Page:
As of early December, neither place had opened due to construction delays, shortages of building materials and equipment malfunctions, but the owners are not in a rush. The absence of students at California Polytechnic State University and lack of tourism along the central coast also meant a lack of would-be customers. Both places will eventually open when there are customers.

On the other side of the coin, Krobar’s Paso Robles Distillery had its best month ever in October. The combination of a new marketing campaign, good weather and pandemic fatigue brought crowds to the Barton Family Winery, the distillery’s location, and people could enjoy spirits outdoors and buy bottles.

Elsewhere in San Luis Obispo, Rod and Hammer’s SLO Stills had been open for a few months when Shelter-in-Place hit. The restaurant got hit pretty hard, and staff were initially laid off. However, bottle sales pulled the company up. 

“Our business was hurt quite a bit, but we were able to keep our sales team. In fact, we’ve added to our sales team,” said head distiller Paul Quinn. “We went out and started gobbling up shelf space.”

Because SLO Stills was designed to take advantage of the California sun with ample outdoor seating, the restaurant was able to open for socially distanced dining during the summer months. Some of the staff, however, were slow to come back because of the additional $600 a week in unemployment benefits. Quinn said the company had a good year and overall business was up over 2019, primarily driven by internet sales. 

“We’ve had an amazing outpouring of support through e-commerce. We’ve got a great e-commerce platform,” said Quinn. “We just kept running out of booze all summer.”

In San Francisco, Seven Stills Brewery and Distillery’s massive Mission Bay brewery/distillery/restaurant was stopped before spirits production could be transferred to the new location. Seven Stills distils whiskey
from craft beer, both its own and other brewers’. Its specialty is to serve a pint of
beer alongside a dram distilled from that same beer.

The restaurant was eventually able to open with outdoor dining in the courtyard of the office complex it shares with tech giant Adobe Systems. An active event calendar featuring live music and “F-Bomb Comedy” has kept customers coming to the beer garden. Special pricing on three-packs of whiskey has been very popular.  

An early entry into the California distillery/pub market is Cutwater Spirits, in Miramar, north of San Diego. The distillery was founded by Jack White and Yuseff Cherney, after White sold Ballast Point Brewing Company to Constellation Brands in 2015.

Having founded a chain of brew-pubs for Ballast Point, it was natural for Cherney to open a distillery-pub, which has become a popular local spot, and not just for the drinks. The eclectic menu ranges from American comfort foods to Pacific Rim fusion, featuring hints of Mexican, Korean and wine-country.

Cutwater Spirits

Because Cutwater’s spirits and its line of ready-to-drink, canned cocktails enjoy a healthy distribution network, the company thrived as consumers stocked up for the apocalypse. With ample outdoor dining space and curbside pickup, the restaurant has been able to roll, even with varying restrictions.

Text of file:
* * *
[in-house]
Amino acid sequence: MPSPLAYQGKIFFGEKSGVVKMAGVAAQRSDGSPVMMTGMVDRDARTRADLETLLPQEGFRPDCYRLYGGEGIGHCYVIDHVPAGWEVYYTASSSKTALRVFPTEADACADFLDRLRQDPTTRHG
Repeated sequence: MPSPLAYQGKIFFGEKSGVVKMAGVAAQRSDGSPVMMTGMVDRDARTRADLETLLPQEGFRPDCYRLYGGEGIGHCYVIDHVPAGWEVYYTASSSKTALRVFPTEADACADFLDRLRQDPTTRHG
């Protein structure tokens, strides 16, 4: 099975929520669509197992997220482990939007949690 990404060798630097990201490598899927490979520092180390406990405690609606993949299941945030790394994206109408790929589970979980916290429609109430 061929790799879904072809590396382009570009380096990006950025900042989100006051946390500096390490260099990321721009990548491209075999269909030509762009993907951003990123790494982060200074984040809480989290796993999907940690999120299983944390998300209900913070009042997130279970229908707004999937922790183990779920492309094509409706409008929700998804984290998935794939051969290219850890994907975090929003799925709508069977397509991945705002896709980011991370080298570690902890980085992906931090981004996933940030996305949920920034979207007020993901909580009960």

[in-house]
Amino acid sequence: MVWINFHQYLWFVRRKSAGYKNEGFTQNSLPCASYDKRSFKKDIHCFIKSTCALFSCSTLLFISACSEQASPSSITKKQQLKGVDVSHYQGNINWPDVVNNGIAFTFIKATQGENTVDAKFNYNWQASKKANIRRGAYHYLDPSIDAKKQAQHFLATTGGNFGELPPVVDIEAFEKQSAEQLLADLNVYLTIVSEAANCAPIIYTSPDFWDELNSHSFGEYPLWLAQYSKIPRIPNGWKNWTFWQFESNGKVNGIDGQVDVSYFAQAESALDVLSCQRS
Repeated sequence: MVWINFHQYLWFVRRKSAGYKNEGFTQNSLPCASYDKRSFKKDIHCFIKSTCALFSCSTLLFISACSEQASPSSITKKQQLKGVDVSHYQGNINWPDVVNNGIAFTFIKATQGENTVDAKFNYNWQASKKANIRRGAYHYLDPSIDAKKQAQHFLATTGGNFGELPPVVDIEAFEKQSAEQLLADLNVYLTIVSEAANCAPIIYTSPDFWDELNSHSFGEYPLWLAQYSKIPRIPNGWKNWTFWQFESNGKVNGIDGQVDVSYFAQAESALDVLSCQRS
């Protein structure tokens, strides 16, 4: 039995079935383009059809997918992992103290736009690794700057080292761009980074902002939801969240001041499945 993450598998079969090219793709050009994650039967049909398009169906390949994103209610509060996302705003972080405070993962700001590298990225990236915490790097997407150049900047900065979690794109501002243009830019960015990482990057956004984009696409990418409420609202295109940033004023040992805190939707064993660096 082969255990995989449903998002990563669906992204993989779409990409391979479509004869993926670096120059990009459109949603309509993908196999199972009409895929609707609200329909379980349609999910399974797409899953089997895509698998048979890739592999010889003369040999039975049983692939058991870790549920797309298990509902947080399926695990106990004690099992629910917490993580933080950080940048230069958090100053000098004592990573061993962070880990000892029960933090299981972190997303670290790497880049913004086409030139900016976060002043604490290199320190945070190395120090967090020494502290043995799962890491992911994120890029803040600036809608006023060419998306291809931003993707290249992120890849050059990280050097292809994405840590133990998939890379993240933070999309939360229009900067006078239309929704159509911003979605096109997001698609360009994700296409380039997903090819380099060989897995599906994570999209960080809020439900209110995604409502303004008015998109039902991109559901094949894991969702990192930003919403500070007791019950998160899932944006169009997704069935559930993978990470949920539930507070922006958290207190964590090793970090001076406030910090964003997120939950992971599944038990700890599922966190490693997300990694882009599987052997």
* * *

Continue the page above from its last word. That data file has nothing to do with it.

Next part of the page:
Across San Diego in Barrio Logan, the combination of beer and spirits and Covid combined in unexpected ways at ReBru, a distillery founded by employee-owned Thorn Brewing Co. ReBru started to distil batches of Thorn’s beer that did not meet its standards. When bars and restaurants closed down in the spring, breweries had to dispose of thousands of kegs that could not be served. 

“Beer doesn’t go bad like milk,” said founder, chief troublemaker and assistant distiller Dennis O’Connor. “You can still drink old beer. Its flavor just changes. Bad for beer, great for booze!”

ReBru was able to obtain unsellable beer to distil, and breweries were able to save the cost of disposing of it. ReBru upcycled thousands of gallons into vodka, gin and whiskey. 

“When we first started speaking with other breweries and distributors, we were expecting to get a couple of trucks a month for our upcycling line of craft spirits,” said O’Connor. “Then Covid hit and that became four-to-six trucks a week. We were drinking from the fire hose, to say the least.”

And yes, ReBru was also in the process of opening a wood-fired pizza restaurant, The Hott Mess, with a speakeasy cocktail bar in the back room. 

The pizzeria has yet to open, but in November the distillery put the kitchen to use by launching an outdoor, Texas-style barbecue called Sideyard by Hott Mess, which was open for a few weeks and will reopen in the spring. When health concerns subside and the pizzeria eventually opens indoors, the pizza crust recipe will feature spent grain from the brewery, fitting ReBru’s mission of wasting less. 

In the meantime, online sales have expanded to eight states, thanks to DTC. O’Connor said, “The 2021 plan is to become a bulletproof business that can weather any storm! We will peel back the layers of this business over time. If each can stand strong on their own, then once the world opens back up… We’re laughin’.”

Despite the tough luck and the loaded bingo cards, California distilleries are proving to be resilient and innovative. Napa Valley Distillery’s Arthur Hartunian characterizes the sentiment of most CA distillers: “We have no doubt we will come out of this pandemic stronger and smarter as a business.”

1 comment on “Hope rises for Californian whiskey

  1. Pingback: Wine Country Women going from grape to grain - American Whiskey Magazine

Leave a Reply

This site uses Akismet to reduce spam. Learn how your comment data is processed.

%d bloggers like this: